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Learning and Reading Difficulties

While vision problems can compound learning and reading difficulties and make them harder to diagnose, it is important to remember that vision problems do not cause learning disorders. Distinguishing between the two categories is important and requires the help of a skilled ophthalmologist who is trained to understand whether vision could be the cause of your child’s learning difficulties.

At Pediatric Eye Care of Maryland, our eye care providers at each of our locations in Clarksville, Westminster, and Baltimore have years of experience in working with children who have reading and learning problems. You can count on our team of experts to thoroughly evaluate your child and determine whether vision problems are contributing to your child’s issues in the classroom. Our staff can not only be trusted to diagnose underlying vision problems, but will also advise you when vision is not the priority and will recommend that your child should be referred to a learning specialist for further guidance whenever appropriate.

If my child is having trouble in school, should their vision be examined?

If your child is showing signs of reading or learning difficulties, you should begin by having them undergo a thorough examination by an experienced pediatric ophthalmologist. Vision problems very commonly contribute to classroom difficulties, such as nearsightedness preventing your child from seeing the board or convergence insufficiency  making it difficult to line the eyes up properly on words on a page. While not all classroom difficulties are caused by vision problems, it is appropriate to rule out the possibility as a first course of action.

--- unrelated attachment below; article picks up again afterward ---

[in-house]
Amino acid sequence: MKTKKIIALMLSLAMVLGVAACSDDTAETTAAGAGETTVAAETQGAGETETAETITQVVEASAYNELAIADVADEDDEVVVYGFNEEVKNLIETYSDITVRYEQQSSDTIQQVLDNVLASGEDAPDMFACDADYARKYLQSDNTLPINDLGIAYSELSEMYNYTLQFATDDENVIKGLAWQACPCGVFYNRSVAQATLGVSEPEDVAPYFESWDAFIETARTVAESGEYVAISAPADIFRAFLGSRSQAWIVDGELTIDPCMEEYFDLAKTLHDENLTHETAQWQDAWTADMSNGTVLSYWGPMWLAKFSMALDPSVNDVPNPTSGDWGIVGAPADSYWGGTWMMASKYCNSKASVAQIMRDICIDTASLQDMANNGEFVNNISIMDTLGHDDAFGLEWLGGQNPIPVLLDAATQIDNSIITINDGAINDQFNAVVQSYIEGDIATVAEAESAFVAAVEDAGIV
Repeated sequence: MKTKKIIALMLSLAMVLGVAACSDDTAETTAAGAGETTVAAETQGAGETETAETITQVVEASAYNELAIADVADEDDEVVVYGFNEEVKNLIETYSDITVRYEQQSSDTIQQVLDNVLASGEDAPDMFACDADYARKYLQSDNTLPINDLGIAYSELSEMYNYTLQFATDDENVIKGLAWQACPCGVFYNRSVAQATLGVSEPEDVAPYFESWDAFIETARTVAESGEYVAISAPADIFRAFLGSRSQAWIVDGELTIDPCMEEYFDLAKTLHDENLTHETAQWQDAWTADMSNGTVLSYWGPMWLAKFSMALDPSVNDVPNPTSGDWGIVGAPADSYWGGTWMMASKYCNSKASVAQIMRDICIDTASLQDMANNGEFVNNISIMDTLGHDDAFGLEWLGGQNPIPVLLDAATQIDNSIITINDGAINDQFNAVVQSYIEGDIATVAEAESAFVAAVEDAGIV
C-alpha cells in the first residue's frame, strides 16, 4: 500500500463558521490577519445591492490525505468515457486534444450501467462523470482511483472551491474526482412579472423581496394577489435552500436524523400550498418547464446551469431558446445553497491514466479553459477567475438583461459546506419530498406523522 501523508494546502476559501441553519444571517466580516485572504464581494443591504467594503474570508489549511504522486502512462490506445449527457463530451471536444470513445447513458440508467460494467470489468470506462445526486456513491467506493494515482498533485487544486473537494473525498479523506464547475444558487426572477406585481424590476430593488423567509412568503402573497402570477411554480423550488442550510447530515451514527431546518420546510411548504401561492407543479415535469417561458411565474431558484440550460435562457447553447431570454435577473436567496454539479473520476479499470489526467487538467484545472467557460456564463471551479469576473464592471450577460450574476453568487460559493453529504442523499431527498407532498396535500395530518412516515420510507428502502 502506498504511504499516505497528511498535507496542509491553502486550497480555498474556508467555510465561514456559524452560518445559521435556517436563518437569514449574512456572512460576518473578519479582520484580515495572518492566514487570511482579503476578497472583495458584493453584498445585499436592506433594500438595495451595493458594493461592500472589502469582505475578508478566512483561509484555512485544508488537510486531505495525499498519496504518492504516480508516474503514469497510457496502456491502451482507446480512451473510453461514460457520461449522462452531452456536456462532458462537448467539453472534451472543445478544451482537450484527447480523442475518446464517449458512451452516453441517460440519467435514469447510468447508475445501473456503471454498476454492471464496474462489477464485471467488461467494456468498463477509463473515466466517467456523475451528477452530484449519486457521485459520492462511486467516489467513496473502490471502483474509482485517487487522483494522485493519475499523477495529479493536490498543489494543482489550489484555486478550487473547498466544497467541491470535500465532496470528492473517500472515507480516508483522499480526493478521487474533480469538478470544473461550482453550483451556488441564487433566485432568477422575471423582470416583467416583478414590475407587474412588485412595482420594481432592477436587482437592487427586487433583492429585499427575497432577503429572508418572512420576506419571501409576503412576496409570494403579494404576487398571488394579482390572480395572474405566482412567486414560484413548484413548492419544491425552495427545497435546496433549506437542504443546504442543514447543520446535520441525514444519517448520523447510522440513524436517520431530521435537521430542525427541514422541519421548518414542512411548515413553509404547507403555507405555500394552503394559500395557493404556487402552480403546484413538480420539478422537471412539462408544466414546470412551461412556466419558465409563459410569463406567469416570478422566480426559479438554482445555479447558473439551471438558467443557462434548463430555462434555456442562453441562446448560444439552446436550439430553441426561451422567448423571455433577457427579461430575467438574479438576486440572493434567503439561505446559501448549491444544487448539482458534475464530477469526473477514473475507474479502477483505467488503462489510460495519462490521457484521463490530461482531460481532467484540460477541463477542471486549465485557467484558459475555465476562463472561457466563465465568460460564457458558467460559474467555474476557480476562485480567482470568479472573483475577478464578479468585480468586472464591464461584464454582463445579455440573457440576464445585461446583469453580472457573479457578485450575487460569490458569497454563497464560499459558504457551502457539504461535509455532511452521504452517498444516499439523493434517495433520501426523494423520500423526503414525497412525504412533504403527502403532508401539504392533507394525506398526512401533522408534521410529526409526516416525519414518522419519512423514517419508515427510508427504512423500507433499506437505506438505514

To learn a bit more about how vision problems and learning difficulties interact, click here.

If you wish to read the rather extensive policy statement on the issue, please click here. This is a joint policy statement for learning disabilities, dyslexia, and vision by the American Academy of Pediatrics (Section on Ophthalmology, Council on Children with Disabilities), the American Association for Pediatric Ophthalmology and Strabismus, the American Academy of Ophthalmology, and the American Association of Certified Orthoptists.